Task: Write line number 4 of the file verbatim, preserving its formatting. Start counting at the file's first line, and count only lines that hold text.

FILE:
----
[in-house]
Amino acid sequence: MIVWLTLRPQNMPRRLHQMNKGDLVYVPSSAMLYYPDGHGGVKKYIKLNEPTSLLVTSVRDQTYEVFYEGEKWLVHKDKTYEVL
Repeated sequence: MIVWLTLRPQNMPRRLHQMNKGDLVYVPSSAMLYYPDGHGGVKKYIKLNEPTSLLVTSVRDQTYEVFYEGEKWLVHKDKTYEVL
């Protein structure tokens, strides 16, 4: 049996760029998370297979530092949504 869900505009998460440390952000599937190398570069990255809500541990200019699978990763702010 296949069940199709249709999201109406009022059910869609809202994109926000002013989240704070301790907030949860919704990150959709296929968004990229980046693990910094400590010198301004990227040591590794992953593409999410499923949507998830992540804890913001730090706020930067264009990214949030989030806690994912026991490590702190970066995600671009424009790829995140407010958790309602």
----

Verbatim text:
């Protein structure tokens, strides 16, 4: 049996760029998370297979530092949504 869900505009998460440390952000599937190398570069990255809500541990200019699978990763702010 296949069940199709249709999201109406009022059910869609809202994109926000002013989240704070301790907030949860919704990150959709296929968004990229980046693990910094400590010198301004990227040591590794992953593409999410499923949507998830992540804890913001730090706020930067264009990214949030989030806690994912026991490590702190970066995600671009424009790829995140407010958790309602």